And Jesus said unto them, Because of your unbelief: for verily I say unto you, If ye have faith as a grain of mustard seed, ye shall say unto this mountain, Remove hence to yonder place; and it shall remove; and nothing shall be impossible unto you. Howbeit this kind goeth not out but by prayer and fasting”. This is one of the interpretations, another claims that the youths depicted on the painting are the patron saints of the Narbonne Cathedral – Justus and Pastor, whom the Catholic calendar commemorates on August 6th, meaning the Feast of the Transfiguration.

At the time of Raphael’s death, in April 1520, the painting was not finished. The master focused on its upper part, the lower one was finished, similarly to other unfinished works of the painter, by his friend and trusted collaborator of great talent – Giulio Romano. He was aided in this task by another student Gianfrancesco Penni. The client received The Transfiguration two years after the death of its creator. Giorgio Vasari, a contemporary of Raphael and the author of The Lives of the Most Excellent Painters…called it “the most beautiful and the most divine of all Raphael’s works”, while in describing the scene of the laying out of the body of the painter prior to the funeral ceremony, with this very painting at his headrest he finished off with: “and just looking at the dead body and the living painting, made everybody’s soul cry with pain”.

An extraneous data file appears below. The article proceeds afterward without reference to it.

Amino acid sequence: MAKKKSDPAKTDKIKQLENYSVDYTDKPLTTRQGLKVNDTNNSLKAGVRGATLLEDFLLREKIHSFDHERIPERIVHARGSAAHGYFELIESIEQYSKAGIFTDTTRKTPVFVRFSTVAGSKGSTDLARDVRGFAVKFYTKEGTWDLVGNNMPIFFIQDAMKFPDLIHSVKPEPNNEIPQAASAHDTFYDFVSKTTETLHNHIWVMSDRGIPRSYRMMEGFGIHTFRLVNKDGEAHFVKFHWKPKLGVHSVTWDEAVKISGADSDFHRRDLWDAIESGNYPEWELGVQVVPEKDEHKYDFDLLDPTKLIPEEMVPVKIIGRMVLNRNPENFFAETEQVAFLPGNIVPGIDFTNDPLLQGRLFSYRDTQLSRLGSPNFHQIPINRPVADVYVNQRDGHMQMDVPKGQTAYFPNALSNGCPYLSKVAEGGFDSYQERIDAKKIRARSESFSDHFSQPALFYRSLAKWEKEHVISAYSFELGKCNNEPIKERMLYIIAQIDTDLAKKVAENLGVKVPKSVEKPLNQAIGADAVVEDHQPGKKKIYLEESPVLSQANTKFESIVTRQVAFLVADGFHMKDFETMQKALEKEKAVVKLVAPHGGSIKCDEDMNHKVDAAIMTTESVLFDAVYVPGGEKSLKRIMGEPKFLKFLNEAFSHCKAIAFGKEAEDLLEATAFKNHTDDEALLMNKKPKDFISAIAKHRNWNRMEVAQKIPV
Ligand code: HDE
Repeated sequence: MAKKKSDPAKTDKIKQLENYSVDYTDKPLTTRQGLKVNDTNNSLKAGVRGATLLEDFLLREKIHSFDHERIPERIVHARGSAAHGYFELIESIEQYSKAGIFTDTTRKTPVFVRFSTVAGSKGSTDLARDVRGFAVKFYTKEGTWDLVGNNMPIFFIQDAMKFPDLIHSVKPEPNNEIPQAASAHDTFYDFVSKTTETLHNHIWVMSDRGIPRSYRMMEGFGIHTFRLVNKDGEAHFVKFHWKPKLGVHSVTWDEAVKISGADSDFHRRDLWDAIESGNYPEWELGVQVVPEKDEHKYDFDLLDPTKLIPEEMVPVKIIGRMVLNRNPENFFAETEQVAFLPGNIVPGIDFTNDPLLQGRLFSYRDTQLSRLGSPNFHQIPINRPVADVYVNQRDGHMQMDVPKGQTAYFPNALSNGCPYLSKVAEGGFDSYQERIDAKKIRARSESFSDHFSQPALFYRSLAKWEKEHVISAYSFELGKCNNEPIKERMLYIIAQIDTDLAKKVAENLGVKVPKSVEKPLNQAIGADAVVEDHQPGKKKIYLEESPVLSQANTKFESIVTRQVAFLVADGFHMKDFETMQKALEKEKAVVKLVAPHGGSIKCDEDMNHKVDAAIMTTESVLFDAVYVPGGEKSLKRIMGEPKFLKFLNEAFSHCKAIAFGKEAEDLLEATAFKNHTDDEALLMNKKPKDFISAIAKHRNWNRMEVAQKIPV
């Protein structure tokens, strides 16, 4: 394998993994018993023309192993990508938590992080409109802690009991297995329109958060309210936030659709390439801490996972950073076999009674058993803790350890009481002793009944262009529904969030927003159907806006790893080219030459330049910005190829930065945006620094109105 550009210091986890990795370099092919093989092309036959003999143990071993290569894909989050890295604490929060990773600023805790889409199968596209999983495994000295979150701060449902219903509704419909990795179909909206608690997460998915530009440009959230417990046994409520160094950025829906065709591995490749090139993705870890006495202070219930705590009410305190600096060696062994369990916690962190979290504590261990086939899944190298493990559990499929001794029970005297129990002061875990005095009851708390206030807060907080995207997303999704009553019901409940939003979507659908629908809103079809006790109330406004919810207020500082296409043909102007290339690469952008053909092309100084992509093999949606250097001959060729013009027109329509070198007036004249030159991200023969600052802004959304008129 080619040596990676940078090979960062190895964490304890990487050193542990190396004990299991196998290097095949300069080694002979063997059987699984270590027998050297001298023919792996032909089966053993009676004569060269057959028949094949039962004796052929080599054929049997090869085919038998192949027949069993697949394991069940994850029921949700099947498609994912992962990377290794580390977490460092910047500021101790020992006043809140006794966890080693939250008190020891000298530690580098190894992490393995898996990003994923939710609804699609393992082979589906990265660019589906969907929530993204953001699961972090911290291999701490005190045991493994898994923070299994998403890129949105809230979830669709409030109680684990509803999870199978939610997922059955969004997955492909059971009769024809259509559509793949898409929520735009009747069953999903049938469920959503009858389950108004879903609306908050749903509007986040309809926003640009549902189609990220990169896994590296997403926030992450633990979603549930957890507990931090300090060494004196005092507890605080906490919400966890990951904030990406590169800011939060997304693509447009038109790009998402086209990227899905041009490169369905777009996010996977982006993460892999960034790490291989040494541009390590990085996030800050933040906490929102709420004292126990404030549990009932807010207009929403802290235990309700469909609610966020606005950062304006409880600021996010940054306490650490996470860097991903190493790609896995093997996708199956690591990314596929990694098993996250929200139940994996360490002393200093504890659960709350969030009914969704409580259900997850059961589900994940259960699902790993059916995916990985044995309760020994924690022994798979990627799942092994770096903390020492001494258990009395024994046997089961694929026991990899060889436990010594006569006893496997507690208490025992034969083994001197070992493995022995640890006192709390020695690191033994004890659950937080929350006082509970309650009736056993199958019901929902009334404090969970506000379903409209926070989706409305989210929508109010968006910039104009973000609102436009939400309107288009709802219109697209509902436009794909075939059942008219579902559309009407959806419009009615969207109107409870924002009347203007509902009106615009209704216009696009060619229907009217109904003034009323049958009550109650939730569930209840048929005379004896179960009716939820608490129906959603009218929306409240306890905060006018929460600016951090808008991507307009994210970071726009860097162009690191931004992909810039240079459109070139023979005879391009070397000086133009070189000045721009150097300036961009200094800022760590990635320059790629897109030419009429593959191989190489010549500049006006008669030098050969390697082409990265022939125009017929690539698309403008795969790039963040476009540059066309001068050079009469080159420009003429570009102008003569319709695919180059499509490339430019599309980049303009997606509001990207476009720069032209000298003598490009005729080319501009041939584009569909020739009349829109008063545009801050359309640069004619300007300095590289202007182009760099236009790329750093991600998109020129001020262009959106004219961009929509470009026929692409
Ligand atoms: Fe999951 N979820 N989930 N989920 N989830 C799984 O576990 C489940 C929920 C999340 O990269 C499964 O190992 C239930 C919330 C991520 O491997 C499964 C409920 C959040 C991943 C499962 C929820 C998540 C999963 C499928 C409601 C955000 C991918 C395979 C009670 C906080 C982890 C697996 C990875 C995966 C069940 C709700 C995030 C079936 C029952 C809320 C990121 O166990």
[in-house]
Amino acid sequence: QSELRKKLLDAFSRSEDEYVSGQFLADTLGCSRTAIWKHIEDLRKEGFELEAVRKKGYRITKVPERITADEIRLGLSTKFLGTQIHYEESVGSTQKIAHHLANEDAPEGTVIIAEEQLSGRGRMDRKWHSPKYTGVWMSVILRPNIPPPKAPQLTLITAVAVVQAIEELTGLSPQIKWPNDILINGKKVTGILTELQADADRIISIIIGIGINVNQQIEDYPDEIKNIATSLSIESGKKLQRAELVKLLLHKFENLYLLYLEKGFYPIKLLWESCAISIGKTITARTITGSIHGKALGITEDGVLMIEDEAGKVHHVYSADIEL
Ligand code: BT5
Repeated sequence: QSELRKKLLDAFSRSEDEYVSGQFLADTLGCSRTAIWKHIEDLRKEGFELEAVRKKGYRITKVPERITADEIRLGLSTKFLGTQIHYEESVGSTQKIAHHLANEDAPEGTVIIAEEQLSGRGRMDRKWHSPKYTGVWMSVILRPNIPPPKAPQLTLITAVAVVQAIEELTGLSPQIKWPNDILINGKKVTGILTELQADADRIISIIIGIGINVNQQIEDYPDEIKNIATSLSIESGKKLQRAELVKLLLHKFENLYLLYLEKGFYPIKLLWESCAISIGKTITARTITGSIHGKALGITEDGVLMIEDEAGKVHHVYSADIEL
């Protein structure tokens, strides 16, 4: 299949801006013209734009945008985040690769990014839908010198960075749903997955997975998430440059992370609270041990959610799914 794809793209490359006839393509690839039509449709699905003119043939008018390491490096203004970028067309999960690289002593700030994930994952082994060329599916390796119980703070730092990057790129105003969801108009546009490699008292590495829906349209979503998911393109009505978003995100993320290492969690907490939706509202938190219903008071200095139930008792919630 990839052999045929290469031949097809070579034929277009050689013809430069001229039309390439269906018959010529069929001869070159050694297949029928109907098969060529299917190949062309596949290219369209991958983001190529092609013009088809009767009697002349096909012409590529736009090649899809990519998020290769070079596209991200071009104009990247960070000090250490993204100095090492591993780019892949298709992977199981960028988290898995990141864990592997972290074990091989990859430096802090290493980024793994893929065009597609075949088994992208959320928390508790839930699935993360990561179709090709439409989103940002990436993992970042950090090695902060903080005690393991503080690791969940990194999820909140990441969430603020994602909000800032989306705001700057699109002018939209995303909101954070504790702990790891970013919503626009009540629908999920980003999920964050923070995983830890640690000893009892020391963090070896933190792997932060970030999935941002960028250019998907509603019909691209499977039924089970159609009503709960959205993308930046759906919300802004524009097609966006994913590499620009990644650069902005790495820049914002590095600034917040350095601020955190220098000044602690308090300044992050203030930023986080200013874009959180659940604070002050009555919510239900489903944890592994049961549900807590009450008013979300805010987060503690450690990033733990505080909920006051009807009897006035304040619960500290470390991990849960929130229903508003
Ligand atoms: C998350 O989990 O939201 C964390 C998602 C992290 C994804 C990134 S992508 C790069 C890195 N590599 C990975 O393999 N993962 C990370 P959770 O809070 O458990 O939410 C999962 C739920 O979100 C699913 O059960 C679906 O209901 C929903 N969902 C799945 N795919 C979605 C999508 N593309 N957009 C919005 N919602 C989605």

Clement VII liked the painting so much that he did not turn it over to the Narbonne Cathedral. Instead, he sent a painting by Sebastiano del Piombo (Raising of Lazarus), while Raphael’s work was destined for the Church of San Pietro in Montorio. It hung in the main altar until Napoleon's armies entered Rome. The French seized it and it did not return to Rome until the fall of Bonaparte in 1816, thanks to the endeavors of the indispensable in the struggle for the recovery of great works, sculptor – Antonio Canova. However, it did not come back to the church on the Trastevere, but rather it found its place in one of the rooms of the Pinacoteca Vaticana, where it can still be viewed today.

 

The Transfiguration, Raphael, 1517–1520, tempera on wood, 410 cm x 279 cm, Musei Vaticani – Pinacoteca Vaticana